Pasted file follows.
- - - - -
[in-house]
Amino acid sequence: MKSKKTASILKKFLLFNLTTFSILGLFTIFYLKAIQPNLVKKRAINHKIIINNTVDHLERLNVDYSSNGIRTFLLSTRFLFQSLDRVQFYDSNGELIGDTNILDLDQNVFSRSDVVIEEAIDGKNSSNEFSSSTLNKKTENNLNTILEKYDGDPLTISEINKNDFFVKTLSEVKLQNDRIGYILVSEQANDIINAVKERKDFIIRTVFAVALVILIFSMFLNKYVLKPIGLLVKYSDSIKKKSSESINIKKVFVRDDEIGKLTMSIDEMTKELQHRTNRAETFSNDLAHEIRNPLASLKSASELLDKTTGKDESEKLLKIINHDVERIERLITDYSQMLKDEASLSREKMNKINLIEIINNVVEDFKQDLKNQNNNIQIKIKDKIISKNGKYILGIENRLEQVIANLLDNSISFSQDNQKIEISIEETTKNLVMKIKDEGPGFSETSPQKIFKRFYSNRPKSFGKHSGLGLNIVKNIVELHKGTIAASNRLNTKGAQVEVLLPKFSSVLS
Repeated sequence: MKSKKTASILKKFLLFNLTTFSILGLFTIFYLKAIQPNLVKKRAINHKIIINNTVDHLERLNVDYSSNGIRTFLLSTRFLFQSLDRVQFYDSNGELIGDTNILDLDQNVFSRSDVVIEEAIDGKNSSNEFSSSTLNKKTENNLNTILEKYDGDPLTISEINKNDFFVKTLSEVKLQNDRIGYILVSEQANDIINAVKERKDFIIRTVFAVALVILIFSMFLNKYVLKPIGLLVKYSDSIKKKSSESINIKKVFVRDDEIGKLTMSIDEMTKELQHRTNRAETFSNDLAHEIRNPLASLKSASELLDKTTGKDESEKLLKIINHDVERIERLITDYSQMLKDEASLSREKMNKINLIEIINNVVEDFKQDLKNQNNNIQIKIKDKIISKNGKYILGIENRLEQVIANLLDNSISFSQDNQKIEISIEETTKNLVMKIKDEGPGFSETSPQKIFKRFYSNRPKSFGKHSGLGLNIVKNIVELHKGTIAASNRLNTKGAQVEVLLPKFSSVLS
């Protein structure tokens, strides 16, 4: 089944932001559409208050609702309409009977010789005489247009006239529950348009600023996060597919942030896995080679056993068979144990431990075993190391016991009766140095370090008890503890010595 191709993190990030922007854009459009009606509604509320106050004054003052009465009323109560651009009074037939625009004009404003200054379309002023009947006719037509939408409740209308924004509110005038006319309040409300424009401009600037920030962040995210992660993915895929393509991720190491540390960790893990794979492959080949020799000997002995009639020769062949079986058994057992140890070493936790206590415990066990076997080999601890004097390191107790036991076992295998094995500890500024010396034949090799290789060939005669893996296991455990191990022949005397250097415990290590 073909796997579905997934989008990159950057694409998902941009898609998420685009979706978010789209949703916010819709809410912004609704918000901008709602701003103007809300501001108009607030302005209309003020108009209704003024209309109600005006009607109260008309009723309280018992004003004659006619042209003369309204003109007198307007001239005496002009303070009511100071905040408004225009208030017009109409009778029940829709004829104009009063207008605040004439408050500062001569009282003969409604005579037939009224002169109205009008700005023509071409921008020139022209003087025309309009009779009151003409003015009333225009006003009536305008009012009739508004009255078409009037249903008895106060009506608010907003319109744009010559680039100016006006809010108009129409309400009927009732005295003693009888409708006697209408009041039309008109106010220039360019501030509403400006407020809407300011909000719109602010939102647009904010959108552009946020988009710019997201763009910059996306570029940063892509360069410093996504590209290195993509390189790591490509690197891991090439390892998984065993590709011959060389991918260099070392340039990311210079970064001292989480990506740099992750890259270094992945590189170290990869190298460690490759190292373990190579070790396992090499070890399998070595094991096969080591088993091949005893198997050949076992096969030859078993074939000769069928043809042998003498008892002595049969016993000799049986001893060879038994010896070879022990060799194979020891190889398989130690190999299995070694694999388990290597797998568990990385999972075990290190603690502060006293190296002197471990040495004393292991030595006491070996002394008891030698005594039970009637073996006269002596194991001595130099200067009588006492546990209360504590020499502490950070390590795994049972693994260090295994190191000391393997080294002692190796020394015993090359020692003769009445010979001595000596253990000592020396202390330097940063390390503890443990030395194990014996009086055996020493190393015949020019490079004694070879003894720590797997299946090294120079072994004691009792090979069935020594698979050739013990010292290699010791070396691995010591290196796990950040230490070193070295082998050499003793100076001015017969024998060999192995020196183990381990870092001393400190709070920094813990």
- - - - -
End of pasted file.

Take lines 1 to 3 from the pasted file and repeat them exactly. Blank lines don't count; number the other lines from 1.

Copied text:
[in-house]
Amino acid sequence: MKSKKTASILKKFLLFNLTTFSILGLFTIFYLKAIQPNLVKKRAINHKIIINNTVDHLERLNVDYSSNGIRTFLLSTRFLFQSLDRVQFYDSNGELIGDTNILDLDQNVFSRSDVVIEEAIDGKNSSNEFSSSTLNKKTENNLNTILEKYDGDPLTISEINKNDFFVKTLSEVKLQNDRIGYILVSEQANDIINAVKERKDFIIRTVFAVALVILIFSMFLNKYVLKPIGLLVKYSDSIKKKSSESINIKKVFVRDDEIGKLTMSIDEMTKELQHRTNRAETFSNDLAHEIRNPLASLKSASELLDKTTGKDESEKLLKIINHDVERIERLITDYSQMLKDEASLSREKMNKINLIEIINNVVEDFKQDLKNQNNNIQIKIKDKIISKNGKYILGIENRLEQVIANLLDNSISFSQDNQKIEISIEETTKNLVMKIKDEGPGFSETSPQKIFKRFYSNRPKSFGKHSGLGLNIVKNIVELHKGTIAASNRLNTKGAQVEVLLPKFSSVLS
Repeated sequence: MKSKKTASILKKFLLFNLTTFSILGLFTIFYLKAIQPNLVKKRAINHKIIINNTVDHLERLNVDYSSNGIRTFLLSTRFLFQSLDRVQFYDSNGELIGDTNILDLDQNVFSRSDVVIEEAIDGKNSSNEFSSSTLNKKTENNLNTILEKYDGDPLTISEINKNDFFVKTLSEVKLQNDRIGYILVSEQANDIINAVKERKDFIIRTVFAVALVILIFSMFLNKYVLKPIGLLVKYSDSIKKKSSESINIKKVFVRDDEIGKLTMSIDEMTKELQHRTNRAETFSNDLAHEIRNPLASLKSASELLDKTTGKDESEKLLKIINHDVERIERLITDYSQMLKDEASLSREKMNKINLIEIINNVVEDFKQDLKNQNNNIQIKIKDKIISKNGKYILGIENRLEQVIANLLDNSISFSQDNQKIEISIEETTKNLVMKIKDEGPGFSETSPQKIFKRFYSNRPKSFGKHSGLGLNIVKNIVELHKGTIAASNRLNTKGAQVEVLLPKFSSVLS